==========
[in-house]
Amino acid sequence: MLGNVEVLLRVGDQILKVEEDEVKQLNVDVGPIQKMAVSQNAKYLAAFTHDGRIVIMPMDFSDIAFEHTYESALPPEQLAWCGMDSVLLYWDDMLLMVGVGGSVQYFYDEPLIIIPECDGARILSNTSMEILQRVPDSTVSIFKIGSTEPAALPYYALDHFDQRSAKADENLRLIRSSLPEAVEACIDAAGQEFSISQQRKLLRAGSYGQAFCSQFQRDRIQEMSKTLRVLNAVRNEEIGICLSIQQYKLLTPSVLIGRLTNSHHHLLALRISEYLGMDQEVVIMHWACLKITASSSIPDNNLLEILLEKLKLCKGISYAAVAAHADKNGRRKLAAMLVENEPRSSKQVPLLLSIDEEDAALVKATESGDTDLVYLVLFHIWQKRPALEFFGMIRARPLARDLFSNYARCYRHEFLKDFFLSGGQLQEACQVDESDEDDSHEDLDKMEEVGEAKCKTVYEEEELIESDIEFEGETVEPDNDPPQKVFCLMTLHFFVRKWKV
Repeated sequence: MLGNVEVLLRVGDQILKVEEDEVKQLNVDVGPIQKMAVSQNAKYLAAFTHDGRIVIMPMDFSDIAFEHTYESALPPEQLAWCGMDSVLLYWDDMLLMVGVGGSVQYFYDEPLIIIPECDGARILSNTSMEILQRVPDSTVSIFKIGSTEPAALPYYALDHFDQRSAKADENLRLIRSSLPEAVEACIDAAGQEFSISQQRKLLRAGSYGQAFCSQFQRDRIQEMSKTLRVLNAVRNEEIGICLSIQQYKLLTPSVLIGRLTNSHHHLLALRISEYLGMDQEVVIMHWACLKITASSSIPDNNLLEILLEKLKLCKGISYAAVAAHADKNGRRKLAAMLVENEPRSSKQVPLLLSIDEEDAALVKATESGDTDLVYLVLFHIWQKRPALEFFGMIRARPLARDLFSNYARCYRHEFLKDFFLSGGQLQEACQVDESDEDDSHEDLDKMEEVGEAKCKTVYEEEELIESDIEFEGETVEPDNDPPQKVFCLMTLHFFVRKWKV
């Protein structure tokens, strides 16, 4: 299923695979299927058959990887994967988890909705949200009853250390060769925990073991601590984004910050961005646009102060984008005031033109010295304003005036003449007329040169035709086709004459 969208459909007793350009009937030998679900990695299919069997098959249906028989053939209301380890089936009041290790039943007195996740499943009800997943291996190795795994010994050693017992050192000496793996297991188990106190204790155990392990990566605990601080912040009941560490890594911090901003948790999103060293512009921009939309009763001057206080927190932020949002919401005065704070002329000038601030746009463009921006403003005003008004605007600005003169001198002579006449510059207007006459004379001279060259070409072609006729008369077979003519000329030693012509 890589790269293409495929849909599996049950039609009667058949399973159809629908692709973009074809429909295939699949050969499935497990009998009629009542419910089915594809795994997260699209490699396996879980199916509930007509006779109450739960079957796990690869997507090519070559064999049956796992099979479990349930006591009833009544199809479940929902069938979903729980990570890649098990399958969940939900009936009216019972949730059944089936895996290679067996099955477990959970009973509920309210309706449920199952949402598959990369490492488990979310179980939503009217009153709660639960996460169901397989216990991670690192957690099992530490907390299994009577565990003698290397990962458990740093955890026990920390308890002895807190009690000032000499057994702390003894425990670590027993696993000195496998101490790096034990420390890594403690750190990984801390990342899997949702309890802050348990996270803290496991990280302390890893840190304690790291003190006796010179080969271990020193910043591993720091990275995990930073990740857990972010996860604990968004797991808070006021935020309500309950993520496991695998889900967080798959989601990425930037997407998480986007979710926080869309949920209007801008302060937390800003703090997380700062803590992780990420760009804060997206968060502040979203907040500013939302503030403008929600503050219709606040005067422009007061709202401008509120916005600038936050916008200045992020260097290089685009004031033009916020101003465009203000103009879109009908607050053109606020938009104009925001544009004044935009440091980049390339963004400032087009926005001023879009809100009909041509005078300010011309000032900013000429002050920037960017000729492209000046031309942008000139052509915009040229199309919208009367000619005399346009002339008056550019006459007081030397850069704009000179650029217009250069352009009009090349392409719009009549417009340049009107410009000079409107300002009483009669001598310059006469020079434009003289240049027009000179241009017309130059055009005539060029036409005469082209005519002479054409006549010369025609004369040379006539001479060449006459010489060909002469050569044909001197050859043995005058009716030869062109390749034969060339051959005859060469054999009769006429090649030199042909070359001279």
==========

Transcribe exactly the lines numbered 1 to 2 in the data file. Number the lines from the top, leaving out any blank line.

[in-house]
Amino acid sequence: MLGNVEVLLRVGDQILKVEEDEVKQLNVDVGPIQKMAVSQNAKYLAAFTHDGRIVIMPMDFSDIAFEHTYESALPPEQLAWCGMDSVLLYWDDMLLMVGVGGSVQYFYDEPLIIIPECDGARILSNTSMEILQRVPDSTVSIFKIGSTEPAALPYYALDHFDQRSAKADENLRLIRSSLPEAVEACIDAAGQEFSISQQRKLLRAGSYGQAFCSQFQRDRIQEMSKTLRVLNAVRNEEIGICLSIQQYKLLTPSVLIGRLTNSHHHLLALRISEYLGMDQEVVIMHWACLKITASSSIPDNNLLEILLEKLKLCKGISYAAVAAHADKNGRRKLAAMLVENEPRSSKQVPLLLSIDEEDAALVKATESGDTDLVYLVLFHIWQKRPALEFFGMIRARPLARDLFSNYARCYRHEFLKDFFLSGGQLQEACQVDESDEDDSHEDLDKMEEVGEAKCKTVYEEEELIESDIEFEGETVEPDNDPPQKVFCLMTLHFFVRKWKV